11. The Executive argued that Ministers and officials required a secure environment within which to consider policy issues and that decisions must be taken on the basis of advice given without reserve. The disclosure of internal advice might lead to officials giving advice orally rather than in writing. This, in turn, could lead to poor decision making and that would not be in the public interest.

Submissions for the applicant

12. Mr Edwards was of the view that once a decision by Ministers was made there was no need to keep the advice provided in coming to that decision secret.

The Commissioner's Analysis and Findings

FOISA or EIRs?

13. Regulation 2(1)(c) of the EIRs defines environmental information as including "(c) measures (including administrative measures), such as policies, legislation, plans, programmes, environmental agreements, and activities affecting or likely to affect elements? as well as measures or activities designed to protect those elements."

14. The information in question here is analysis and advice which relates to environmental policy and the possible reintroduction of a species of beaver. I am therefore satisfied that the information was correctly dealt with under the EIRs rather than FOISA.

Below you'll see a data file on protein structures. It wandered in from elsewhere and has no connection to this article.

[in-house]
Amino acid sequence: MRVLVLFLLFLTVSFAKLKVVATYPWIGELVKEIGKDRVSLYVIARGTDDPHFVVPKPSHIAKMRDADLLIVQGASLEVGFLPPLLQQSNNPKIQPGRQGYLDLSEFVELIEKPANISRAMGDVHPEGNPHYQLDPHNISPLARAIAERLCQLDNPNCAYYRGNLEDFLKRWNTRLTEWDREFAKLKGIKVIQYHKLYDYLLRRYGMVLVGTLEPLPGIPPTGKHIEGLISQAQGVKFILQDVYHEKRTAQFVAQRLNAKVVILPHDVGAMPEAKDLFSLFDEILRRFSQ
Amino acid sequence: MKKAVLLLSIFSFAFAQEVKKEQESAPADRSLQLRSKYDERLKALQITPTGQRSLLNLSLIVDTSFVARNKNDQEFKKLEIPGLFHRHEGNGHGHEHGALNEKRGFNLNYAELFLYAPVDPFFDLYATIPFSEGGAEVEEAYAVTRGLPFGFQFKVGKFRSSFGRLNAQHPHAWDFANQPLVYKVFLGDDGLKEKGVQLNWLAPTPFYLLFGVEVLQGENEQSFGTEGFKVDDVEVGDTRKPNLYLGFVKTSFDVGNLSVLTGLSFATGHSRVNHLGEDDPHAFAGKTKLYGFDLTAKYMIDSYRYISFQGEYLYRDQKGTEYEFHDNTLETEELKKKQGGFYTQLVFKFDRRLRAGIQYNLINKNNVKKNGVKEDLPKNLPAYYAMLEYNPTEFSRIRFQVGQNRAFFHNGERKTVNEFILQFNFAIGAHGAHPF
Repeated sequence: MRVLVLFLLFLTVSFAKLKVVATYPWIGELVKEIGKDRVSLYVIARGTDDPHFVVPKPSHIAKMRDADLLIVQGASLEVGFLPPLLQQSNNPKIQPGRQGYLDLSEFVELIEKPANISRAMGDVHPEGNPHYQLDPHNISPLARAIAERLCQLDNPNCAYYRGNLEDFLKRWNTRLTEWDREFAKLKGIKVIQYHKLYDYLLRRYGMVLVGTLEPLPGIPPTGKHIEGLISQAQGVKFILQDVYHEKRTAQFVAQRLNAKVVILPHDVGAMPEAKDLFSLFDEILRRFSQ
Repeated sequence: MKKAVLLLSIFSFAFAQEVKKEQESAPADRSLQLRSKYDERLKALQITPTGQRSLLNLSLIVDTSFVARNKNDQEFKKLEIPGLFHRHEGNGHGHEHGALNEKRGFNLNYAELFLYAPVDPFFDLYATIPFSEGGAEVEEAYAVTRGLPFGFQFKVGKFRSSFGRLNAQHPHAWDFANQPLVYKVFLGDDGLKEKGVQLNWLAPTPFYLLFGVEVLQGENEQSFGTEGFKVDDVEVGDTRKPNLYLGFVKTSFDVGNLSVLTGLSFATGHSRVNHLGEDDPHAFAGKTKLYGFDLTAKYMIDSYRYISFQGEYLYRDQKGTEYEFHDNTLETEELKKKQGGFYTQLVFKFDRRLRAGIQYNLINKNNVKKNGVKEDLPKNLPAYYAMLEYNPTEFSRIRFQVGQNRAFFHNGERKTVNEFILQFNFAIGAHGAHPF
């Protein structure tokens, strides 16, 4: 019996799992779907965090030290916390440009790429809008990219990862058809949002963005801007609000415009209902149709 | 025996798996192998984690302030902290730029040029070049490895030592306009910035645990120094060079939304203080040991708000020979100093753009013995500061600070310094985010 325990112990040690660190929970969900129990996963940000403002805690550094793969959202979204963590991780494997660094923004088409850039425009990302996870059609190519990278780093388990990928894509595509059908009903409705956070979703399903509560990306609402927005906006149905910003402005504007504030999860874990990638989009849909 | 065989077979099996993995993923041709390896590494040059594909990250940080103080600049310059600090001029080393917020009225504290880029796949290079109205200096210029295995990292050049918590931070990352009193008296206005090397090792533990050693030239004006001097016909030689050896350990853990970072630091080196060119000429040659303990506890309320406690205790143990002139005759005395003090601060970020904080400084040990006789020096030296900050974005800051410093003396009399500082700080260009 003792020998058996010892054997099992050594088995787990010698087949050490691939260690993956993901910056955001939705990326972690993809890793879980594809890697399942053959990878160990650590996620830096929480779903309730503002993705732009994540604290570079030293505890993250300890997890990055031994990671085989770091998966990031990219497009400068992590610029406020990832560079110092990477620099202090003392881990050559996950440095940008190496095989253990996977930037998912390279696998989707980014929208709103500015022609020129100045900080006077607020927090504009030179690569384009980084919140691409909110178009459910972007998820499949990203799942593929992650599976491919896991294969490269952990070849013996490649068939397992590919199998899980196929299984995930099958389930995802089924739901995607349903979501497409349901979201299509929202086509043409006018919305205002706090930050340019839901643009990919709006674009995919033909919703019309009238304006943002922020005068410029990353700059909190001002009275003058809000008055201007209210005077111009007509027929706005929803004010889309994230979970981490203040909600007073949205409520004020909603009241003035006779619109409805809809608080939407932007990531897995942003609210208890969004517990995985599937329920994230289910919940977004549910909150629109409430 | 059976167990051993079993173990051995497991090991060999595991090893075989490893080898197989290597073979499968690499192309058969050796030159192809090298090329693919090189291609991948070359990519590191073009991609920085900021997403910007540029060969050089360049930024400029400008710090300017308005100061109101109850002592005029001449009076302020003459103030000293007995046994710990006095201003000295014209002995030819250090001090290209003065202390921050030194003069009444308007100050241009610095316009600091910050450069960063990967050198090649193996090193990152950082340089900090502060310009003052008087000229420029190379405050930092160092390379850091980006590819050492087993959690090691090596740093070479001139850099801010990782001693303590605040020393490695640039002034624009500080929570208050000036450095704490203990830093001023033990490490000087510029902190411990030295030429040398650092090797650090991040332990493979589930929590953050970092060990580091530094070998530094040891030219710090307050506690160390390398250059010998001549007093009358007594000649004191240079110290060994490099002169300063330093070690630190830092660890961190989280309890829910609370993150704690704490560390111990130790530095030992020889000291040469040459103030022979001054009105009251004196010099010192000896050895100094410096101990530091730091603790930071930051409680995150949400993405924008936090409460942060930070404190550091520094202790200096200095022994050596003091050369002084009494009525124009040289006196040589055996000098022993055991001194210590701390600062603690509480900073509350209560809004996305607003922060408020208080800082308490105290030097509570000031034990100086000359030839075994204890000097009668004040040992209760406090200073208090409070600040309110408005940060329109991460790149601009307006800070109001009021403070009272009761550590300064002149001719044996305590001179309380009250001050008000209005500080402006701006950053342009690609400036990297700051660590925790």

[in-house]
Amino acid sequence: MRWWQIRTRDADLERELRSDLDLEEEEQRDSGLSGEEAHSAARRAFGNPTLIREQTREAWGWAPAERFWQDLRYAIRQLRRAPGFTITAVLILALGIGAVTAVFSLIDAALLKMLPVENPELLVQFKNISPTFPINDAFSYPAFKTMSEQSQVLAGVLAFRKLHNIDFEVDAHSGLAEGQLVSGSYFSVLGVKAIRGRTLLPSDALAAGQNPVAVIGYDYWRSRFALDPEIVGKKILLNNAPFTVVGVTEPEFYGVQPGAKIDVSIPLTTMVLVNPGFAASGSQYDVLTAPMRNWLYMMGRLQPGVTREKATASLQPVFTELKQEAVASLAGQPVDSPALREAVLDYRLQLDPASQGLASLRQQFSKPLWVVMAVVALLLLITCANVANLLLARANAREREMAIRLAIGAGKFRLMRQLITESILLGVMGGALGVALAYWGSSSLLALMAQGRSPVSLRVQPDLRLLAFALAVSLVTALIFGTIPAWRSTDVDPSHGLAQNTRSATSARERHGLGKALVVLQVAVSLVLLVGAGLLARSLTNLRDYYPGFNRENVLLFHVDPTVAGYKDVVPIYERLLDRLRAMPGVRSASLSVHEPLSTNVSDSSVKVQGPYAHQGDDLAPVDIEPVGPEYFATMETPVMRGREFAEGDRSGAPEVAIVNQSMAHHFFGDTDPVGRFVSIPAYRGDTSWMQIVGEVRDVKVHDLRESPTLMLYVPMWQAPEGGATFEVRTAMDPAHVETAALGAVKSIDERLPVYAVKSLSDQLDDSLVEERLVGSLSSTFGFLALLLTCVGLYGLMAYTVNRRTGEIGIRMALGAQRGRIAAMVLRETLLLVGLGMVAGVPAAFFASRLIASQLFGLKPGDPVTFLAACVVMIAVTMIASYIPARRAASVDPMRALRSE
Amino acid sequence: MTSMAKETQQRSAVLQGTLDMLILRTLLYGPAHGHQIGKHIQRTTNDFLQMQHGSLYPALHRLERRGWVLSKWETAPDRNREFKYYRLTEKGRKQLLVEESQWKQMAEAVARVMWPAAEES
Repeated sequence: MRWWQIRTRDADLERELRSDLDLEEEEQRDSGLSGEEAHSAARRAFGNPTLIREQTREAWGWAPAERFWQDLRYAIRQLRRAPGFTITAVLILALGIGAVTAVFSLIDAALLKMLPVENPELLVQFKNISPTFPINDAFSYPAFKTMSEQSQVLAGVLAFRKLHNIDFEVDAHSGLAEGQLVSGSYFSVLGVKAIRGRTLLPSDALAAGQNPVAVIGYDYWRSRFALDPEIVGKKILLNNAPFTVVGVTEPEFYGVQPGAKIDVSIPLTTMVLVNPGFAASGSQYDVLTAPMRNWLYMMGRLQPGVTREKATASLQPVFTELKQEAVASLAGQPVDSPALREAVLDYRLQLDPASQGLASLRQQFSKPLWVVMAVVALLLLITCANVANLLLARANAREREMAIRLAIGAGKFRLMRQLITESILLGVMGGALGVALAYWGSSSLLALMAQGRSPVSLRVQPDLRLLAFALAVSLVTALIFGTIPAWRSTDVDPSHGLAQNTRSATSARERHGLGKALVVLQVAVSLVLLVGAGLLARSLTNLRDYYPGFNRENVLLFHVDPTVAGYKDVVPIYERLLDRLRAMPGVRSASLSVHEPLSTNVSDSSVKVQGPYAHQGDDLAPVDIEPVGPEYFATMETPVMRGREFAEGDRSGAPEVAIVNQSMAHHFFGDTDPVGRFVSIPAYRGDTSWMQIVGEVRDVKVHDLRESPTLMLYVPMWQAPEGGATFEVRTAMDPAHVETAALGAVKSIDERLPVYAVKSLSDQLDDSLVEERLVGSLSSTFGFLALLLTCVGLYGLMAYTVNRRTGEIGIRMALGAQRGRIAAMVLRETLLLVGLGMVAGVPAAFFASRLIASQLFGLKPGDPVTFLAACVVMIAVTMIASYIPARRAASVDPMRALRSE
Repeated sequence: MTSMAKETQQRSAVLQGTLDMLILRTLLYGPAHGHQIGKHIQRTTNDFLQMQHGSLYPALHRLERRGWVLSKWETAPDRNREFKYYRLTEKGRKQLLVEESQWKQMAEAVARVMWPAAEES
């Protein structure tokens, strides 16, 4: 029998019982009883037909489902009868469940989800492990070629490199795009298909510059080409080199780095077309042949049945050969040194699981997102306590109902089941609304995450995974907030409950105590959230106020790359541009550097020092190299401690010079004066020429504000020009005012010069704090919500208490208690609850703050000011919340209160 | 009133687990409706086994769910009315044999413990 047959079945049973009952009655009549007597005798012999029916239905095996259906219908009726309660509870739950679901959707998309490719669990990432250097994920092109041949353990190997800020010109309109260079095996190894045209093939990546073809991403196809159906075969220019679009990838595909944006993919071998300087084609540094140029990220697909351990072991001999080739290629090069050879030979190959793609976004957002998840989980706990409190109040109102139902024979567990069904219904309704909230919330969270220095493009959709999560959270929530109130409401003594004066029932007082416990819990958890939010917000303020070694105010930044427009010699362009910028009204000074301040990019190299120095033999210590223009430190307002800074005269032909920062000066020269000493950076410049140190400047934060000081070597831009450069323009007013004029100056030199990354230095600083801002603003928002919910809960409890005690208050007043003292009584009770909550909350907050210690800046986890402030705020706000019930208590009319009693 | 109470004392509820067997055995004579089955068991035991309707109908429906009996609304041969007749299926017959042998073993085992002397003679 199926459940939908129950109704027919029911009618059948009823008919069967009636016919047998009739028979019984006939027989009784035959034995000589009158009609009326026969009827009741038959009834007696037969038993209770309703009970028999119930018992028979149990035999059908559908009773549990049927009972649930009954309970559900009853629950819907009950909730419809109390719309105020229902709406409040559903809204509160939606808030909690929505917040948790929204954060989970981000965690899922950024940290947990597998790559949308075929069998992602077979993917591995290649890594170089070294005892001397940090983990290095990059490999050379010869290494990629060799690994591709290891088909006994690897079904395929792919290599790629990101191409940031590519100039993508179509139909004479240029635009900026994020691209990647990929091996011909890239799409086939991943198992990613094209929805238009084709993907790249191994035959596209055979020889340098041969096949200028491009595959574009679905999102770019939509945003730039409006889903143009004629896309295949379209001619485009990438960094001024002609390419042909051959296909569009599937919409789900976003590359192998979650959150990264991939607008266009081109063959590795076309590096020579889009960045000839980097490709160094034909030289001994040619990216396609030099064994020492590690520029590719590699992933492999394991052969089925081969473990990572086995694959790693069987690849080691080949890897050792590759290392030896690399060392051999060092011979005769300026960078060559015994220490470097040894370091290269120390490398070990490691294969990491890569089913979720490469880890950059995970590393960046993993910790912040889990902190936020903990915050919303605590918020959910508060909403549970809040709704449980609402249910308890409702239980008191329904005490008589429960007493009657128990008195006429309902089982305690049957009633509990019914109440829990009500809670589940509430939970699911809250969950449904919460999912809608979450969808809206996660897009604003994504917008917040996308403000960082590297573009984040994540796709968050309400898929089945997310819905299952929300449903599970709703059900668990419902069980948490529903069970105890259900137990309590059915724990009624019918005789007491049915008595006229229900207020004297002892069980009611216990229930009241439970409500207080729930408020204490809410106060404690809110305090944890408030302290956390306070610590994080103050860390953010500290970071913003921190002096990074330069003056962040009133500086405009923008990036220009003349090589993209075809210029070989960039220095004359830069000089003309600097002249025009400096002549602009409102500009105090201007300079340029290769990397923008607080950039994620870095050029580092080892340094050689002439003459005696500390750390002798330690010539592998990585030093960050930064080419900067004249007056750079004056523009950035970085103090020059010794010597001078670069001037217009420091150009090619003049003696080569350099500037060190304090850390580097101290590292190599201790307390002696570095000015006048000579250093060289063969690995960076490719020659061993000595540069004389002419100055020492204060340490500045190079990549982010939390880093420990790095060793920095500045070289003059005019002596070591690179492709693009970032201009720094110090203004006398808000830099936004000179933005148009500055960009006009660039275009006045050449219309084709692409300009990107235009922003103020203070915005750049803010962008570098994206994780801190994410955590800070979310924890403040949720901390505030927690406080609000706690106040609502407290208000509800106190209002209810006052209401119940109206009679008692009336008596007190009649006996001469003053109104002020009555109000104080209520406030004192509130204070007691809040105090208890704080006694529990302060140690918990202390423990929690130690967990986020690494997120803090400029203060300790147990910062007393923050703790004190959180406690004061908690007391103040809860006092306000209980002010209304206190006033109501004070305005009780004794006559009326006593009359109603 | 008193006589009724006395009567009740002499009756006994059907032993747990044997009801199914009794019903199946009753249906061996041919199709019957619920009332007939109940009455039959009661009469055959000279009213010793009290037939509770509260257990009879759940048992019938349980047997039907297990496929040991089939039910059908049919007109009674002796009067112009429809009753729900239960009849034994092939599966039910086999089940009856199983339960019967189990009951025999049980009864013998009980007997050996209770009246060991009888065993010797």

Regulation 10(4)(e)

15. Regulation 10(4)(e) of the EIRs states:-

"A Scottish public authority may refuse to make environmental information available to the extent that the request involves making available internal communications."

16. This is the first occasion on which I have to come to a decision on an application in which this exception has been given for not disclosing the information requested.

17. The exception does not expand upon what is meant by internal communications. The wording of the regulation directly reflects Article 4.1(e) of the relevant European directive (Directive 2003/4/EC on public access to environmental information), as well as Article 4.3(c) of the Aarhus Convention.

18. The purpose of the provision of this exception is discussed in guidance offered by a number of sources. Variously these raise issues as to whether the information relates to personal opinions expressed by officials, the confidentiality of the information communicated, or the notion of private space for official thinking. So far as these issues are engaged, then they would be considered when giving weight to public interest arguments for and against disclosure.